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'I was sick and tired of talking about 1970,' says coach Pieter Bergh as Griquas reach first Currie Cup final in 52 years

18 June 2022 - 13:14 By SITHEMBISO DINDI
Griquas coach Pieter Bergh hopes to help the side to their first Currie Cup title in 52 years.
Griquas coach Pieter Bergh hopes to help the side to their first Currie Cup title in 52 years.
Image: Steve Haag/Gallo Images

After leading the Griquas to their first Currie Cup final in 52 years, coach Pieter Bergh hopes his current team can match the franchise’s great team of 1970.

The year 1970 is entrenched in the history of the 136-year-old rugby franchise as it was not just the last time they won a Currie Cup title, but also their last appearance in a final.

However, part of that history changed on Friday when Bergh’s charges fought back from being 7-3 down at halftime at Loftus Stadium in Pretoria to win their semifinal clash against the Bulls 30-19 and reach their first final in over half a century.

Bergh didn’t hide how sick and tired he was of always having to talk about the team of 1970 when talk of the franchise’s successes came up.

“I don’t think it has sunk in yet, it’s special,” Bergh said.

“For so many years the Griquas have talked about 1970. I have been involved as the assistant coach at the Griquas from 2012 to 2018 and we’ve never made a semifinal with very good Griquas teams.

“There was always a talk about winning the Currie Cup and talking about 1970 and in 2019 we made the semifinals and in 2021 as well.

“But they couldn’t take that step, so I’m incredibly proud of these guys,” he said.

“I said to them in a prematch team talk that there’s a reason the Guinness world book of records gets rewritten every year. That was my talk to the guys. Records are there to be broken and I was sick and tired of talking about 1970.”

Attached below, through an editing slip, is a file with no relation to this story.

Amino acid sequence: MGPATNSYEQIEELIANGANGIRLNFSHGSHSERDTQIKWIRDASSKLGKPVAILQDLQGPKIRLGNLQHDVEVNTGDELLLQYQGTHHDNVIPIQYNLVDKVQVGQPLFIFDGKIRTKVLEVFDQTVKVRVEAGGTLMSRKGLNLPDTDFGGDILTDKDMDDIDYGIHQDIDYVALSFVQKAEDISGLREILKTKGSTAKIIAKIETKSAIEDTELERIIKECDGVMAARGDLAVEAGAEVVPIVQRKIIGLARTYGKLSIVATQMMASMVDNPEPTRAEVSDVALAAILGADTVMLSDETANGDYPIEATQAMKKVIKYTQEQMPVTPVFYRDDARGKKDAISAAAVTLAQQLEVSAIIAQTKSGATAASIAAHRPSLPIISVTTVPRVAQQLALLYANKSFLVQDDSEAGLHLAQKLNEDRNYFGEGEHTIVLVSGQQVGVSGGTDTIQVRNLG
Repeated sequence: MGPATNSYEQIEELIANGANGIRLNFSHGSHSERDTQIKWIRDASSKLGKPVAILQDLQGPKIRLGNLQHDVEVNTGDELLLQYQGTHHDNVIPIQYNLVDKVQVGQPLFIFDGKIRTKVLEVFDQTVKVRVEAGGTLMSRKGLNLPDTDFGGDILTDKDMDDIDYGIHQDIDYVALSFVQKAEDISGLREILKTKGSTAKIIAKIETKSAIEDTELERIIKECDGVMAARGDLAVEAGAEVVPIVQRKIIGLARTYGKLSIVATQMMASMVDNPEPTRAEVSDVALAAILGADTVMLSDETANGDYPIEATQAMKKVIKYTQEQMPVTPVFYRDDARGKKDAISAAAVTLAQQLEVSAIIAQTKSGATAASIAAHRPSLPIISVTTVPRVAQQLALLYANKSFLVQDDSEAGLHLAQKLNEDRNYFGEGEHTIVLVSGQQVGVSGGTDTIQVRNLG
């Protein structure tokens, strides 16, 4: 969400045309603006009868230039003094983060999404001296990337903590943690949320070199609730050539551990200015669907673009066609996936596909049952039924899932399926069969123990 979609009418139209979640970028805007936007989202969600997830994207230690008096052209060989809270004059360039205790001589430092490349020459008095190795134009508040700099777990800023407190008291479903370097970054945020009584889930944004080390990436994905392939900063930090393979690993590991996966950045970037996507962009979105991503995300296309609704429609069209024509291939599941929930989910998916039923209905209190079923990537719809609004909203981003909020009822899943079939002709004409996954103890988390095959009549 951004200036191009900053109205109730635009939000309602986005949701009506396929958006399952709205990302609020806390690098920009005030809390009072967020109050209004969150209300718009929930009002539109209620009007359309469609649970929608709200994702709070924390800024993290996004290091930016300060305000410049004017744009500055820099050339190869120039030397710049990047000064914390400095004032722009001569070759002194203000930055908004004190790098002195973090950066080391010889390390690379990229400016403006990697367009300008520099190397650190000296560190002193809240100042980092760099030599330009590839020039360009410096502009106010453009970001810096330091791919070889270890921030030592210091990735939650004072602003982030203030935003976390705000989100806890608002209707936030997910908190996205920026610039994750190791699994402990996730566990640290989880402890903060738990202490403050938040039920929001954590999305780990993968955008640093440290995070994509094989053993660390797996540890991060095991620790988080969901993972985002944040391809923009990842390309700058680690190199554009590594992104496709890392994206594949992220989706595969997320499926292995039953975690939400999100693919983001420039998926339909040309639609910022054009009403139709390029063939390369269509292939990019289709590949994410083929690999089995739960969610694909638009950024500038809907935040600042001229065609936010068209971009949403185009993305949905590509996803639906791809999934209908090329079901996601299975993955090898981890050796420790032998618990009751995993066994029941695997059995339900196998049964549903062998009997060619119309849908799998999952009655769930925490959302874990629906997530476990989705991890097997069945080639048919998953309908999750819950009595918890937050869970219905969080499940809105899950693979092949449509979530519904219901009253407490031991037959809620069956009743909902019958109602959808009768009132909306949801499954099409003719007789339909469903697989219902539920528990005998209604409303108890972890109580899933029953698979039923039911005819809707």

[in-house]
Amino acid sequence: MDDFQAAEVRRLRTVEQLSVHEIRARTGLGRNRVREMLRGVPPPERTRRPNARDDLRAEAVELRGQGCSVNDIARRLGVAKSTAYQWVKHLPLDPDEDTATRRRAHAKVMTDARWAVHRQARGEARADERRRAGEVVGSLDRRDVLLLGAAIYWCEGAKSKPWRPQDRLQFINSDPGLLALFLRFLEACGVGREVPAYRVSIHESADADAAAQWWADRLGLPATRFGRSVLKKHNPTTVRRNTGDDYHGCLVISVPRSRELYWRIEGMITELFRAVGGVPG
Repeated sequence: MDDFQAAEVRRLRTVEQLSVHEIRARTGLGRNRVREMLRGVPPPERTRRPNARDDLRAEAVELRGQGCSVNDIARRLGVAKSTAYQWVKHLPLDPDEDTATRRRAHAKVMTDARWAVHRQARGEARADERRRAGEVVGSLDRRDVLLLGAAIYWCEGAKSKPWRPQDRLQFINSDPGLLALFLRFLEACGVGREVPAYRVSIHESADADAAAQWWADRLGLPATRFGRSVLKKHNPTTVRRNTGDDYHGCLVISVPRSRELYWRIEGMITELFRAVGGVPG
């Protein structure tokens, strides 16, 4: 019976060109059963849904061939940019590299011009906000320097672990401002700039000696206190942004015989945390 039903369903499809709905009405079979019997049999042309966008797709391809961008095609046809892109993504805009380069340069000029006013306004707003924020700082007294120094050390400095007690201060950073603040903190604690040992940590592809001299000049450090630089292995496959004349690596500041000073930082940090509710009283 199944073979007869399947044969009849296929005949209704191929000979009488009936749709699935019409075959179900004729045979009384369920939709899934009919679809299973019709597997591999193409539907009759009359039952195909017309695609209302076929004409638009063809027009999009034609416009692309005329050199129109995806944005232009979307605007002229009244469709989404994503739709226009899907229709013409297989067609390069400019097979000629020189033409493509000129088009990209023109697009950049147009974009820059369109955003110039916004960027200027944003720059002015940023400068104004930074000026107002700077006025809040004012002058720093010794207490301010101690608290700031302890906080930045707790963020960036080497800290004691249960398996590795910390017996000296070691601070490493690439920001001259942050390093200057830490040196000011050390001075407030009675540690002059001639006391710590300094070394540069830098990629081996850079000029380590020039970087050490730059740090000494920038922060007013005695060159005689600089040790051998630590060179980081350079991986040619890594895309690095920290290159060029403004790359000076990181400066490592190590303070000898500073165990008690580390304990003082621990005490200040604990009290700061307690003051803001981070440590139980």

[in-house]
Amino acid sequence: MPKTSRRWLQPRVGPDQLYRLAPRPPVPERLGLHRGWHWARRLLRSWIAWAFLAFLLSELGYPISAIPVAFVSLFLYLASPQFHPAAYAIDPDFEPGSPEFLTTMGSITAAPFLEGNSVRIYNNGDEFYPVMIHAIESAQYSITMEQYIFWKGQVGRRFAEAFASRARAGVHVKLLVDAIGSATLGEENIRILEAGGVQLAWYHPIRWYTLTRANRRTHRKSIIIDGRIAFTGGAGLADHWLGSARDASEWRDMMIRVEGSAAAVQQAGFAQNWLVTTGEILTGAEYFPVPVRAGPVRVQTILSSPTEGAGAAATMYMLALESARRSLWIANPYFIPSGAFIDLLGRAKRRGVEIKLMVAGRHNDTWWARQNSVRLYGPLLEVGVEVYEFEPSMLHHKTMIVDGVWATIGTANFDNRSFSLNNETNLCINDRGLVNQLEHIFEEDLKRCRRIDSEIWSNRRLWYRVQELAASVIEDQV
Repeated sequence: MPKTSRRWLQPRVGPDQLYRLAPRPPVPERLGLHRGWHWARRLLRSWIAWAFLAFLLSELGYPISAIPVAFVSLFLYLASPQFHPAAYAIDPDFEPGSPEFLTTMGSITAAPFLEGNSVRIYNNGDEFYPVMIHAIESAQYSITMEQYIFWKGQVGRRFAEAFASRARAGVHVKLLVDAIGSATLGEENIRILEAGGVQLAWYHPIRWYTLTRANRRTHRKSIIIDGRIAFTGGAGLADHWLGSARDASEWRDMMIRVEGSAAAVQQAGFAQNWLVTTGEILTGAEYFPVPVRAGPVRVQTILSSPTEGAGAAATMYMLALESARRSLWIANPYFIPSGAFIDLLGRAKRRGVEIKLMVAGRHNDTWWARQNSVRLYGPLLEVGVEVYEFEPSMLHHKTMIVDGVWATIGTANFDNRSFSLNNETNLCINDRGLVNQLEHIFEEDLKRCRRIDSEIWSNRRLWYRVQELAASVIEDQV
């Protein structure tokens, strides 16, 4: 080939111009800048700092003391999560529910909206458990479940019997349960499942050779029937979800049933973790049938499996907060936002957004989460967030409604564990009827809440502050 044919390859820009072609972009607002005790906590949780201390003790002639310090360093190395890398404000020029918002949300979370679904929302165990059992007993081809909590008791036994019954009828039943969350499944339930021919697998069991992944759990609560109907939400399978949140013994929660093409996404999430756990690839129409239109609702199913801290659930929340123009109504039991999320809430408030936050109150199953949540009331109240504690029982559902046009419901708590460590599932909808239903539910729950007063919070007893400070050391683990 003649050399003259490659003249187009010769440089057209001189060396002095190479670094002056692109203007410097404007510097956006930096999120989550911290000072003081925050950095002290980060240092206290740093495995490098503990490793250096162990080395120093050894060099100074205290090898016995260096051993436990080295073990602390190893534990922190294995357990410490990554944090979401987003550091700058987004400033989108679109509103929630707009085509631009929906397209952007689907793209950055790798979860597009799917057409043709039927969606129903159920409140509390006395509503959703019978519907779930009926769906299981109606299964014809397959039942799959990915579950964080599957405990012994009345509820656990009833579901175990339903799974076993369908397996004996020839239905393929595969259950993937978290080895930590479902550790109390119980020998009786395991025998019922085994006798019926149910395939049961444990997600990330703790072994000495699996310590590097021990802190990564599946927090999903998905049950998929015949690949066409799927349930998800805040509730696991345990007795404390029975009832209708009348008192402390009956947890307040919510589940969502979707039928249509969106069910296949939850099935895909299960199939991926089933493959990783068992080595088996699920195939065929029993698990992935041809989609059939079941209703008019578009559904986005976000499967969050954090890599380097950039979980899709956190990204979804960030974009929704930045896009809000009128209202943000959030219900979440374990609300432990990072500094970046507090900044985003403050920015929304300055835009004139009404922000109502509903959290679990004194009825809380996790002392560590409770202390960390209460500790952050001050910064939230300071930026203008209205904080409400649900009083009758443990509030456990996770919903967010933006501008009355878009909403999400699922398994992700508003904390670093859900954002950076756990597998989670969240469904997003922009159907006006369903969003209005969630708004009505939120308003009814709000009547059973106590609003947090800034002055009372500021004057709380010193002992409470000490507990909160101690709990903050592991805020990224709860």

Bergh wants his men to push themselves even harder in the final where they will come up against the Cheetahs or the Pumas, who are involved in the Currie Cup second semi on Saturday.

“The 1970 team won and we haven’t won it yet, but it’s the first time in a final in 52 years and I’m incredibly proud of these guys,” he said.

The 36-year-old coach will not celebrate this great milestone he has just accomplished as he needs to come up with a master plan to fix the minor problems in the Griquas game, but he is pleased with his side's defence.

“I think we already knew that they (Bulls) were going to target our scrum, they said that in the media and when we played them here (at Loftus) during the group stages, they smashed us in the scrum,” Bergh said.

“So that was the big focus this week and I thought our line-outs didn’t function, but we got a lot of opportunities, and we didn’t kick at goal, we backed our attack in that first half. We could have kicked for goal, and we might get some criticism for that, but we backed our attack from the word go and our line-outs didn’t function.

“But as soon as we got the set piece in the second half and when we won the line-out, we got a penalty try, so I think in the end it paid off for us.”

The Currie Cup final could be played in Kimberley if the Pumas beat Cheetahs, but if the latter wins, then the climax of the domestic competition will be staged in Bloemfontein on Saturday, June 25.

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